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Paramedics urged not to interrupt CPR for intubation

Reuters Health • The Doctor's Channel Daily Newscast

NEW YORK (Reuters Health) – Interruption of cardiopulmonary resuscitation (CPR) compressions is common and prolonged when paramedics attempt to perform endotracheal intubation at the same time, research indicates.

Decreased interruption of chest compressions in out-of-hospital cardiac arrest is strongly associated with increased survival, the study authors note in the Annals of Emergency Medicine for November.

“Animal studies suggest that even brief pauses (3 to 5 seconds) may impair CPR coronary perfusion,” they write. Pauses to insert an endotracheal tube – not always the easiest maneuver – may therefore increase mortality.

Still, paramedics in the U.S. perform endotracheal intubation in almost all cases of out-of-hospital cardiopulmonary arrest.

“While we teach paramedics to intubate quickly and with a single attempt, we had no objective observations of intubation efforts,” lead author Dr. Henry E. Wang told Reuters Health. “Similarly, while there is emphasis on maintaining continuous CPR chest compressions, there were no studies identifying the causes of CPR interruptions. This study represented a ‘perfect scientific storm,’ enabling us to simultaneously shed light on both important questions.”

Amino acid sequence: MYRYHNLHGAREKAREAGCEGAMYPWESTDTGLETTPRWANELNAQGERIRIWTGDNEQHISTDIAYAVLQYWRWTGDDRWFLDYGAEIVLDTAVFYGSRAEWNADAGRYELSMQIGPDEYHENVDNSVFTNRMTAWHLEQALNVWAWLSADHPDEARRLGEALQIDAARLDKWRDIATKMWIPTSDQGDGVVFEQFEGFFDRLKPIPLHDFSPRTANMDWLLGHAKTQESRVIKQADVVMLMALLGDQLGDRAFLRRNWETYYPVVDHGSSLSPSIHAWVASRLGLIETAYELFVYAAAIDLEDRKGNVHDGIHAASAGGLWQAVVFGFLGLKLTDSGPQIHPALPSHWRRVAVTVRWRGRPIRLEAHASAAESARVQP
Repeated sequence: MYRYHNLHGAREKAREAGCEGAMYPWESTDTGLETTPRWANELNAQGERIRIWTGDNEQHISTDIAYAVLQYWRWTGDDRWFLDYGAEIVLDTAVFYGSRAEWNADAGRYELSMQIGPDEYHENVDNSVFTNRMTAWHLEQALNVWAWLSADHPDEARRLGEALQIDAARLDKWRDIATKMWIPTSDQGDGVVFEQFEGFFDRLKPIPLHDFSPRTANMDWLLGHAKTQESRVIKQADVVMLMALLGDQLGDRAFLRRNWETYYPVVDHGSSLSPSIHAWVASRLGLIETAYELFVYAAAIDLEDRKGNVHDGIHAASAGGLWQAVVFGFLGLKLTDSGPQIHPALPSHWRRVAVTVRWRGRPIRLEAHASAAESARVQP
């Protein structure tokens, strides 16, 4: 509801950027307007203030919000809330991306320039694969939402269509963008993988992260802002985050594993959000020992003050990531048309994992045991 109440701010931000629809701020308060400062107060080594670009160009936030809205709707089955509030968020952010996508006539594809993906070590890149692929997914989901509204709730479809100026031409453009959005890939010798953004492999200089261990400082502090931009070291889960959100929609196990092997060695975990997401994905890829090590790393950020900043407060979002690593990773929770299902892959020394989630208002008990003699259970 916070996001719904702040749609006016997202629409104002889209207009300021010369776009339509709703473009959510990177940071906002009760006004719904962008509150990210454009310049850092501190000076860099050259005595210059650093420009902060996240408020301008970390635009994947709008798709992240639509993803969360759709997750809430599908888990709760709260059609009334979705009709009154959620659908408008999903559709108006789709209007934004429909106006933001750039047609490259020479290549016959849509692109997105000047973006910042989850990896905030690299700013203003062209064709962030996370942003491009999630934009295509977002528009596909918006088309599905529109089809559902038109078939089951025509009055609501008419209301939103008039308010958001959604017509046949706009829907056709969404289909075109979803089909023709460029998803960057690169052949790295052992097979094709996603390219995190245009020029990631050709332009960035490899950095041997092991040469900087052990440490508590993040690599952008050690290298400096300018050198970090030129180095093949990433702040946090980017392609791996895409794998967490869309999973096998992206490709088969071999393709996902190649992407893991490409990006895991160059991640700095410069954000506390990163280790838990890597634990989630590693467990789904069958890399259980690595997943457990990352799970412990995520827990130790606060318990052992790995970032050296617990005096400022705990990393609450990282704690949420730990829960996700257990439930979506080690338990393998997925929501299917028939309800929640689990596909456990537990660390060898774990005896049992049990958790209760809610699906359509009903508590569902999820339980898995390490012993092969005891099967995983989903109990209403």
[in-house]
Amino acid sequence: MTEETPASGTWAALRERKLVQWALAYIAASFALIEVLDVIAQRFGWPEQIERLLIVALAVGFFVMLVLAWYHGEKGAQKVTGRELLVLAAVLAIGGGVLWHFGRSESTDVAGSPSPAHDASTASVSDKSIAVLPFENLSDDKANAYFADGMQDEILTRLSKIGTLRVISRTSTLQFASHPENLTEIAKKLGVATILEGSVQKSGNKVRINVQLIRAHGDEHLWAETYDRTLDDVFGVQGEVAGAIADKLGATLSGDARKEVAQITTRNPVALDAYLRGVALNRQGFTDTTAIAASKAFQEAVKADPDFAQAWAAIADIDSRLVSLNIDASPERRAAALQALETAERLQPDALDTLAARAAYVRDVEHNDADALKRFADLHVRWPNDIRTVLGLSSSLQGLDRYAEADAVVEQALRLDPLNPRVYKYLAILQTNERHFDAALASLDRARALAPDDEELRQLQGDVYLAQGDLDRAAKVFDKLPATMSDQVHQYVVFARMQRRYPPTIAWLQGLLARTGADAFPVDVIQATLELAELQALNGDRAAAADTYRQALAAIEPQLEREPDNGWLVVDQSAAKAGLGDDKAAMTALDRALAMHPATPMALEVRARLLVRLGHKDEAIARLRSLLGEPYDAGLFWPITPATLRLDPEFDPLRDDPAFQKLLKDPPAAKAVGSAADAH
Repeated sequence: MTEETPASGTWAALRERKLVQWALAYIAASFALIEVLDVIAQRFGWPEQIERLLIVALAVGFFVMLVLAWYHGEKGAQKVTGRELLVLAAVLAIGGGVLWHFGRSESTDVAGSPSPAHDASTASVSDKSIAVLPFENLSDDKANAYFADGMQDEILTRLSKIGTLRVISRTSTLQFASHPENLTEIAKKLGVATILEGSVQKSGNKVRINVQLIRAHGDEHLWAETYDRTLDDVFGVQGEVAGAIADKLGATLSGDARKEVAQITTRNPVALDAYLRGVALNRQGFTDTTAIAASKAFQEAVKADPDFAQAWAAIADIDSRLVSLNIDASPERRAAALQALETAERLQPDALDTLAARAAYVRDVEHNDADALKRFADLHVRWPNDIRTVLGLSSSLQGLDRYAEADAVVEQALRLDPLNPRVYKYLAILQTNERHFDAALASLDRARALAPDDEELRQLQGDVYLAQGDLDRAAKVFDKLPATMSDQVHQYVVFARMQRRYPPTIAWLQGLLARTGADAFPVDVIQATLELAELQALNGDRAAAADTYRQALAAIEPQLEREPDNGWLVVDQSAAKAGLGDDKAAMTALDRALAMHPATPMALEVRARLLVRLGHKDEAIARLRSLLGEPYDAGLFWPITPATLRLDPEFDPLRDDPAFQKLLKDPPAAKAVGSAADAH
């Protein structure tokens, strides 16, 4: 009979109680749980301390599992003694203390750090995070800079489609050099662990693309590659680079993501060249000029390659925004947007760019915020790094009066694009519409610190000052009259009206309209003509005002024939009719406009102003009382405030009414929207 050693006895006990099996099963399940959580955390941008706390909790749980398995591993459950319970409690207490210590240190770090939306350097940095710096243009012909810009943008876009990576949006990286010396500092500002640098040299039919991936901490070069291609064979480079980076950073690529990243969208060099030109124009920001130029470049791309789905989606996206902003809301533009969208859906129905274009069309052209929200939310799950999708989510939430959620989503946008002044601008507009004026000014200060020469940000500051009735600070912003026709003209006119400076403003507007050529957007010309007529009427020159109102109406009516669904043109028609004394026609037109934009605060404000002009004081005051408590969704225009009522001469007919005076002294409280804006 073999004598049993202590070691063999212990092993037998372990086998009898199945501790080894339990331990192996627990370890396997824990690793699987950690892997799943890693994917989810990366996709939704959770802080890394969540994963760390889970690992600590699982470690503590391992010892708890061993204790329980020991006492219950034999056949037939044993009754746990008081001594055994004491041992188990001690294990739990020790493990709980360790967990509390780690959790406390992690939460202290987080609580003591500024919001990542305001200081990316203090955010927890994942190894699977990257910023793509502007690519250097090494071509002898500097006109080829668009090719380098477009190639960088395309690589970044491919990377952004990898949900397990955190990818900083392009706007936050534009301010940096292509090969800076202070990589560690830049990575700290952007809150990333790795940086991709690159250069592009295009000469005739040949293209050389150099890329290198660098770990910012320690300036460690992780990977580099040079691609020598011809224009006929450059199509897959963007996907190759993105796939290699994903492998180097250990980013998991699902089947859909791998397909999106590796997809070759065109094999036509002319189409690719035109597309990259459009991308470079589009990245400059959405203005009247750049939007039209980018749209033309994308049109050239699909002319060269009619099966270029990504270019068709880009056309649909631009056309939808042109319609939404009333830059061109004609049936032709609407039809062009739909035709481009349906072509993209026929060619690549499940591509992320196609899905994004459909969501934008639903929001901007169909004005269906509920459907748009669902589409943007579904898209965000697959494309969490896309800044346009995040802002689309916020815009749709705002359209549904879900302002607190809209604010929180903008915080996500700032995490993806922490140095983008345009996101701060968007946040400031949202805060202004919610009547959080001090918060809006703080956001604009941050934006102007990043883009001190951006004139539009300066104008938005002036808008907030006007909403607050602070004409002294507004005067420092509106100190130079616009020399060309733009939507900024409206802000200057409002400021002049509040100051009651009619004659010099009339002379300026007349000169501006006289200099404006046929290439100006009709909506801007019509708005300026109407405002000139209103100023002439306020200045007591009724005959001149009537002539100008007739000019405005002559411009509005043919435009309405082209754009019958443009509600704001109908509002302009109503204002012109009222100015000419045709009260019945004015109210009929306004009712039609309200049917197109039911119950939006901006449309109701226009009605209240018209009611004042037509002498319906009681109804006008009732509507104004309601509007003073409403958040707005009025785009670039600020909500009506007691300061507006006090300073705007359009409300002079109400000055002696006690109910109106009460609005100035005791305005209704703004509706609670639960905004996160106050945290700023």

In cooperation with 2 EMS agencies (1 urban and 1 rural), the research team set up portable cardiac monitors to record clinical and digital audio data during 100 resuscitations of adult patients. Paramedics used conventional endotracheal intubation-based advanced airway management strategies.

Dr. Wang, who is now at the University of Alabama at Birmingham, and associates at the University of Pittsburgh report that compressions were interrupted by a median of 2 attempts (range 1 to 9) at tracheal intubation for a median of 110 seconds. Almost one-third of pauses exceeded one minute, and more than 25% exceeded 3 minutes. In some cases, the interruptions accounted for as much as 7 minutes.

CPR pauses related to intubation attempts accounted for approximately 23% of all CPR interruptions.

The authors suggest that one way to reduce CPR interruptions would be to alter out-of-hospital airway management techniques.

Dr. Wang explained: “Intubation involves the use of a metal laryngoscope to open the mouth and expose the vocal cords; the paramedic then tries to insert a plastic breathing tube ‘bulls-eye’ through the vocal cords. In contrast, the King LT and Combitube are inserted blindly into the mouth without visualizing the vocal cords. Most experts think that King LTs and Combitubes are easier to learn and insert. They also appear to provide comparable ventilation.”

“We need a randomized trial comparing endotracheal intubation with King/Combitube insertion in cardiac arrest,” he added. “We continue to seek a network of EMS agencies brave enough to take on this tough question.”

Another potential strategy is to delay intubation until later in resuscitation attempts.

Editorialists from the University of Arizona in Tucson, Drs. Bentley J. Bobrow and Daniel W. Spaite, recommend: “For at least the first 5 to 10 minutes of resuscitation, providers should prevent interruptions of chest compressions for anything other than single defibrillatory attempts and intentionally delay tracheal intubation before return of spontaneous circulation.”

Ann Emerg Med 2009;54:645-655.